When Alissa Zagaris' ex-husband asked her to send him their then-10-year-old's vaccination records, she said no way. Son Leo was in Greece visiting his father for the summer, per stipulations of the couple's divorce. But just days before the boy was to return to Indiana, Nikos Zagaris called Alissa on Aug. 11, 2011, to say the child had mumps and had to remain with him a month. Also he needed those records—records that are required to enroll children in school. So began her two years of emotional and legal hell, which ended with Leo being returned to her in March 2013, and with a court this year ordering Nikos to pay her $1.17 million after she sued him for fraud, breach of their custody arrangement, and the damage done to her relationship with her son. Whether she collects remains to be seen.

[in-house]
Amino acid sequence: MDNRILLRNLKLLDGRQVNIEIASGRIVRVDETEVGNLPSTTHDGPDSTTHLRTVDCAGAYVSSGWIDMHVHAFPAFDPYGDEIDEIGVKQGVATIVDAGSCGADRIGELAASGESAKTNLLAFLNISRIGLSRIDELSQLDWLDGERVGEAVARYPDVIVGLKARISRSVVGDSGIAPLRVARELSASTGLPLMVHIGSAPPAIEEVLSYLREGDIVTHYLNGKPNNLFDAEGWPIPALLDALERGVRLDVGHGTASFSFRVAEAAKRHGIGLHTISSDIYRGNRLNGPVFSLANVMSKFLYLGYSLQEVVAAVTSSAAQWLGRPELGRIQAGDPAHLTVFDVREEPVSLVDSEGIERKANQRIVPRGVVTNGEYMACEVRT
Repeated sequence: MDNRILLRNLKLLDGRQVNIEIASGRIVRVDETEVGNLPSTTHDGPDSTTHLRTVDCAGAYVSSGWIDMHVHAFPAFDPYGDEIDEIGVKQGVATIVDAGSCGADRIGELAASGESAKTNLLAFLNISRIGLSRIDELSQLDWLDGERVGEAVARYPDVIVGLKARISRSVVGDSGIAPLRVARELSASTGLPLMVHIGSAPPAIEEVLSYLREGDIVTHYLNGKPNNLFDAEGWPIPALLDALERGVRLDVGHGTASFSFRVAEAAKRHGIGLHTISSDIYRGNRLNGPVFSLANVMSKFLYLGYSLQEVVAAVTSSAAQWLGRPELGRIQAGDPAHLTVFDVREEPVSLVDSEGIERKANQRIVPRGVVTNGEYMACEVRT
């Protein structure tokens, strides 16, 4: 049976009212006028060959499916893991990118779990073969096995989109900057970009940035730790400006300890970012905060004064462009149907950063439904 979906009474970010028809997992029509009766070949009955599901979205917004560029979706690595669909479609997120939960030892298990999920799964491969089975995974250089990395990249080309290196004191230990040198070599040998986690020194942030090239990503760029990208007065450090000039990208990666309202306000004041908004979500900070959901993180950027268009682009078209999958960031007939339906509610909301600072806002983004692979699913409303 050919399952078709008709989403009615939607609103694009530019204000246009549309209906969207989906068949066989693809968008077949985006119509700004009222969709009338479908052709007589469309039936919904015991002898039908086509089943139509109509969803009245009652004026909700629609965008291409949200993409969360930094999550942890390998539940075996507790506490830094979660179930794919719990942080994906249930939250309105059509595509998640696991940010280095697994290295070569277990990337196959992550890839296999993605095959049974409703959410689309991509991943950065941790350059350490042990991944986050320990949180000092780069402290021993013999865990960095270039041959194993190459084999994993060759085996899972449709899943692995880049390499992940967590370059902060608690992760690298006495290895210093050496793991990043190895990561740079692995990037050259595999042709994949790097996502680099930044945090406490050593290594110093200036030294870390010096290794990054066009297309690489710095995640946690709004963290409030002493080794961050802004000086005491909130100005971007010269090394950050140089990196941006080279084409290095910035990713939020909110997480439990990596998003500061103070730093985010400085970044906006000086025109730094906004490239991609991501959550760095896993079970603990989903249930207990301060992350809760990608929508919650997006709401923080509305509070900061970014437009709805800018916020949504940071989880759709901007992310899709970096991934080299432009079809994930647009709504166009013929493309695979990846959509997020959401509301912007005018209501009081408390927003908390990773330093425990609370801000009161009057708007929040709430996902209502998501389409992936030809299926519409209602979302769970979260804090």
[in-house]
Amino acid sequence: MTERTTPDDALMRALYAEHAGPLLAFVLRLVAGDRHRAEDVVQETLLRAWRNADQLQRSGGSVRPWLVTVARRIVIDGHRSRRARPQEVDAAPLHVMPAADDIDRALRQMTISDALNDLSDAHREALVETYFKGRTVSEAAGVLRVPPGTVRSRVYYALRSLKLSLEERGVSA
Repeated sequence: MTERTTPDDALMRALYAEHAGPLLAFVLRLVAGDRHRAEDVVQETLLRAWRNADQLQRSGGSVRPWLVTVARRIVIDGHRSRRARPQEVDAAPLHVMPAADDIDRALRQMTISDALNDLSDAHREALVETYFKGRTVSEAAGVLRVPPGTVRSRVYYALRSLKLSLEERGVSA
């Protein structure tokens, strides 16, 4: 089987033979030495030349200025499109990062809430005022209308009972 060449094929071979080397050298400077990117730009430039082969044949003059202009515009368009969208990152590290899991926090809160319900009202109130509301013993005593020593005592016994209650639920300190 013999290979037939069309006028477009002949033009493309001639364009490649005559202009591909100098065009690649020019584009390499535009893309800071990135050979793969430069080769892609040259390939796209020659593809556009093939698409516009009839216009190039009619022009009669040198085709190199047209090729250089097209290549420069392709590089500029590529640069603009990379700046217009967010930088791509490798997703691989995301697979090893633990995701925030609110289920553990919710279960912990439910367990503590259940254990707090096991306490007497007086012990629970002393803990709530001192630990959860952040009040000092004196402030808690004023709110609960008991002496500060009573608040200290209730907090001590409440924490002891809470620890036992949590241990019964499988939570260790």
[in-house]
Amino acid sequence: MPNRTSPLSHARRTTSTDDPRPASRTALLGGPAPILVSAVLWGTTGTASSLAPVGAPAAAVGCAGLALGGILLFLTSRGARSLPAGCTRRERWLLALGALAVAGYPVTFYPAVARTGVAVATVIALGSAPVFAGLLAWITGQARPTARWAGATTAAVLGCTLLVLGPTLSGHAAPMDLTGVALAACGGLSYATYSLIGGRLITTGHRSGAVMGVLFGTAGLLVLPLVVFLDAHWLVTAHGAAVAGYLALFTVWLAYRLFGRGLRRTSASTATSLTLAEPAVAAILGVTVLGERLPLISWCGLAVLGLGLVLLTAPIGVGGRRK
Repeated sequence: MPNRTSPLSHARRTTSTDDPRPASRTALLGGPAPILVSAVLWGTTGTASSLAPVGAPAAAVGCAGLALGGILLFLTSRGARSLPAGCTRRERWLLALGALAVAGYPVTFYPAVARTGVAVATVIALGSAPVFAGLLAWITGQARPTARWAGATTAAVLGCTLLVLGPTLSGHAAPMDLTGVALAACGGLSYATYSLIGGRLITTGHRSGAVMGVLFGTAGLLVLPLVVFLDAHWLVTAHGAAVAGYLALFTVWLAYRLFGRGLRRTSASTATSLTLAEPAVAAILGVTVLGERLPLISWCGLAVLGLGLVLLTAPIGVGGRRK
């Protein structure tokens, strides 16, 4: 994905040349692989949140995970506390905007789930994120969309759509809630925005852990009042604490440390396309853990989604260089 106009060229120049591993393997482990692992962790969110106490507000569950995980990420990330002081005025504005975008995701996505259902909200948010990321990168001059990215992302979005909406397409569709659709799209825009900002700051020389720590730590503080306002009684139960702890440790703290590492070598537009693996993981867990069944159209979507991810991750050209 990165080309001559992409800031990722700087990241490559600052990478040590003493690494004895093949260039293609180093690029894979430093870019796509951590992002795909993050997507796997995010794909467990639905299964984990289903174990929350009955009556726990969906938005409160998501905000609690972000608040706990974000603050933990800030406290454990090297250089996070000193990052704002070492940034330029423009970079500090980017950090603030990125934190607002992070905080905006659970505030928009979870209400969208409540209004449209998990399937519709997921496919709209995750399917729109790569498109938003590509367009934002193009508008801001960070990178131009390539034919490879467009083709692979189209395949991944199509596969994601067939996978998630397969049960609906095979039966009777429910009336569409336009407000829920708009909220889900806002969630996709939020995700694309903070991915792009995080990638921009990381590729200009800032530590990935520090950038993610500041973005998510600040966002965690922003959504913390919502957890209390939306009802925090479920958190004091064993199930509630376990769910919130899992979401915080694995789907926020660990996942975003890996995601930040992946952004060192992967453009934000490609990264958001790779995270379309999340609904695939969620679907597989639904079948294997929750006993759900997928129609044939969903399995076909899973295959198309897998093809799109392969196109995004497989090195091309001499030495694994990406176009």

The Indianapolis Star revisits Alissa's quest to get Leo back: A warrant out for Nikos' arrest, this issued by a Hamilton Superior Court, which charged Nikos with felony interference with custody. She also filed a case with the State Department. A Greek judge ultimately determined Leo should return home, but Nikos balked. A US district court next charged him with international parental kidnapping. Leo was ultimately taken from school and reunited with his mom at the airport after the FBI and Greek government got involved. Now, the "strongest symbol of how far they've come": Leo and Alissa plan to visit Greece together ... next year, when he is 16 and outside his father's grasp. Read the Star's full story here. (Read more child kidnapping stories.)